Boundary conditions need to be imposed at the inlet, outlet, and walls of the vessel. At the inlet we impose a parabolic profile based on the Doppler velocity measurements in the form

The cephalic vein is relatively straight upstream of the computational domain; therefore, a parabolic profile is a good approximation. In addition, the hemodynamic results within the cephalic arch are not sensitive to the inlet velocity profile due to the long, relatively straight portion of the vein that exists between the inlet to the domain and the start of the arch. On the walls we enforce the no-slip and impermeable conditions, such that u = v = 0. At the outlet location, the pressure is not known a priori. As a result, a standard pressure outflow boundary condition is used. For the initial condition, the flow is assumed to start from rest, and the unsteady solution is evolved in time until either a steady solution is obtained or a clear unsteady flow pattern develops. The flows at mapping and maturation are steady as the Reynolds numbers are insufficient to produce unsteady and/or transitional flows in our cohort of 22 patients, even considering the irregular wall geometries.

Our intent is to show that increasing the flow rate through the cephalic arch results in an increase in the regions of low WSS. Although a three-dimensional model would provide more detail of the hemodynamics within the cephalic arch, the two-dimensional model used here is sufficient to indicate the regions within the arch that are subject to low WSS using clinically available imaging technology. Note that a three-dimensional model would require intravascular ultrasound (IVUS) or MRA imaging, which are not widely clinically available. A detailed comparison of the two- and three-dimensional models will be the subject of a subsequent paper, which will show that the two-dimensional model is conservative with regard to the low WSS relative to the three-dimensional model.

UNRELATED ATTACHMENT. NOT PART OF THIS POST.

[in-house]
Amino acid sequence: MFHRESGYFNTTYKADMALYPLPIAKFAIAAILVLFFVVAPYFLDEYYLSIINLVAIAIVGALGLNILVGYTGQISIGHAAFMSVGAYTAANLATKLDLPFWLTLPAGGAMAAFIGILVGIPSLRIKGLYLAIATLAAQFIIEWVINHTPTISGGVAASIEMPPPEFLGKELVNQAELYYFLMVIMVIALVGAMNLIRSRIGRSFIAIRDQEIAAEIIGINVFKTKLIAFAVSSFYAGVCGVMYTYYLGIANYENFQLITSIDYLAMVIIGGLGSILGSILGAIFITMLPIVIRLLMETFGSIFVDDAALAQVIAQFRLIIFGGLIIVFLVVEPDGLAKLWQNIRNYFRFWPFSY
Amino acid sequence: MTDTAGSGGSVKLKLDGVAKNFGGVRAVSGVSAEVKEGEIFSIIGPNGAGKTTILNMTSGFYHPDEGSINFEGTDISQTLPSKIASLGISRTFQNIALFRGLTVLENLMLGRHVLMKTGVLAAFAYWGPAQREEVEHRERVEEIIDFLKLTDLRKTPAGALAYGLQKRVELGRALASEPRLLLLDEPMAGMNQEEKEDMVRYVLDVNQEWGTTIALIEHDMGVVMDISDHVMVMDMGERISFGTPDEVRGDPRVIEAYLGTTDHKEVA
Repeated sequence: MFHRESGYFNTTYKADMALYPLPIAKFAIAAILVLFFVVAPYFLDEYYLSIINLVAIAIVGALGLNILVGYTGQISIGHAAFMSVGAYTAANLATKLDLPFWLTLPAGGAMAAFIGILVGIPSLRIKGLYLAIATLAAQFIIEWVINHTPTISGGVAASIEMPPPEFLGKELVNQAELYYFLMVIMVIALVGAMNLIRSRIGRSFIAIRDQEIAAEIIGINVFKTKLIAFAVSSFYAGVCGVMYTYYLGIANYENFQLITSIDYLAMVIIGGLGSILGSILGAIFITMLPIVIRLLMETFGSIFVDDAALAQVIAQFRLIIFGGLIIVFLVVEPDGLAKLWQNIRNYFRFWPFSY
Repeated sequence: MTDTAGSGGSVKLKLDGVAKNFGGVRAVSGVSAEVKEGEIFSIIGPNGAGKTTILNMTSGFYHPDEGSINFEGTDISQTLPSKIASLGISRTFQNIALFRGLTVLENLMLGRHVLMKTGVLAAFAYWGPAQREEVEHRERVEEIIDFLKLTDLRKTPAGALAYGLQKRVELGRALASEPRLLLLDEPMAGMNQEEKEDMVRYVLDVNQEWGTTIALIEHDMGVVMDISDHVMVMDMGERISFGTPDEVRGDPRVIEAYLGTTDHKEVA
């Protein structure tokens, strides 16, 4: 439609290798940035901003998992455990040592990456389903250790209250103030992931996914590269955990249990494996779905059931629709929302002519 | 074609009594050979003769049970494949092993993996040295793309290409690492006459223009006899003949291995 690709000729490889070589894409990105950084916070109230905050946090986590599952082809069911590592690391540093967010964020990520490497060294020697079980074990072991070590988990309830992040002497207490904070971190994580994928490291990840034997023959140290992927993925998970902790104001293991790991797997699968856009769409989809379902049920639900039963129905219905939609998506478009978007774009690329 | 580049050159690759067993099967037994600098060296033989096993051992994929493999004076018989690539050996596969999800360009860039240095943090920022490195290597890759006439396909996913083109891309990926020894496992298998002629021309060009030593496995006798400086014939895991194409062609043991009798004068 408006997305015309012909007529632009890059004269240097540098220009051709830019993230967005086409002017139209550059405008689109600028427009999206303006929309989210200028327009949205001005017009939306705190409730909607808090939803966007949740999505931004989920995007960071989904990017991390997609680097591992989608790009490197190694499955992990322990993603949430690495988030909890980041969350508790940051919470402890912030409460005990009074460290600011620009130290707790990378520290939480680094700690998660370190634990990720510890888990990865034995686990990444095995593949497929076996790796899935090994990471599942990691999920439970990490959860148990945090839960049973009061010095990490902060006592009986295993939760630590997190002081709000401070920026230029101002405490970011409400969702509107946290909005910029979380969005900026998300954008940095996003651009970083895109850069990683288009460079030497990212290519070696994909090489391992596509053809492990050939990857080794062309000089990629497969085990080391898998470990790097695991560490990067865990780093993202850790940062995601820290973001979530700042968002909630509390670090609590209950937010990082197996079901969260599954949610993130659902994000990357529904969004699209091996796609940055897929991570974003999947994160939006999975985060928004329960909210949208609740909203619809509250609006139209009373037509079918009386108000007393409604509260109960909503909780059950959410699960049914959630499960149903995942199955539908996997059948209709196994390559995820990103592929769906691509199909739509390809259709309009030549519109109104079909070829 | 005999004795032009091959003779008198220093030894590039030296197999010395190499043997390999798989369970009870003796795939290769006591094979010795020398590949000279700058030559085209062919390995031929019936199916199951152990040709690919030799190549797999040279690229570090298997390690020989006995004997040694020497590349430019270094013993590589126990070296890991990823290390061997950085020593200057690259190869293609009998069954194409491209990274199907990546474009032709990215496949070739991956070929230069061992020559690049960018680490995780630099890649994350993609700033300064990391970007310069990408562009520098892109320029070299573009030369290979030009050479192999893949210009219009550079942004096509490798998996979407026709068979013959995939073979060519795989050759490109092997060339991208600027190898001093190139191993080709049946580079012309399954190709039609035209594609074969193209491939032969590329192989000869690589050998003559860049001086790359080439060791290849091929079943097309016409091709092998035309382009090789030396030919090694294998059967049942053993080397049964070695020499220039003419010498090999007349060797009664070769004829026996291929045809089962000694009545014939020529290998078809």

Grid resolution convergence studies have been performed to ensure that the results are accurate and grid independent. For the simulations below a Reynolds number of approximately 700, the average number of degrees of freedom is close to 150,000. For Reynolds numbers above 700, there are approximately 300,000 degrees of freedom. These values result in reasonable grid-independence with differences between grids of only a few percent.

From our computational model, the WSS throughout the cephalic vein is determined. Of primary interest in this investigation are the locations where the WSS is low enough to produce NH. The fraction of the cephalic arch wall affected by low WSS is reported along with the locations where this is the case. Specifically, the entire computational domain consists of an approximately 10 cm portion of the cephalic vein that starts downstream of the anastomosis in a relatively straight segment of the cephalic vein. The model extends to the downstream end (with respect to flow direction) of the cephalic arch, which ends at its juncture with the axillary vein. As the length of the domain varies from patient to patient, the percent low and high WSS is reported only in the arch portion, i.e. where the straight portion curves to join with the axillary vein. Critically high WSS can cause denudation of the endothelial cells; therefore, the fraction of the arch so affected is tabulated as well. In addition to low and high WSS, the computational data also allows for determination of the maximum spatial WSS gradient throughout the cephalic arch. This is the spatial derivative (rate of change) of the WSS with distance along the vein wall.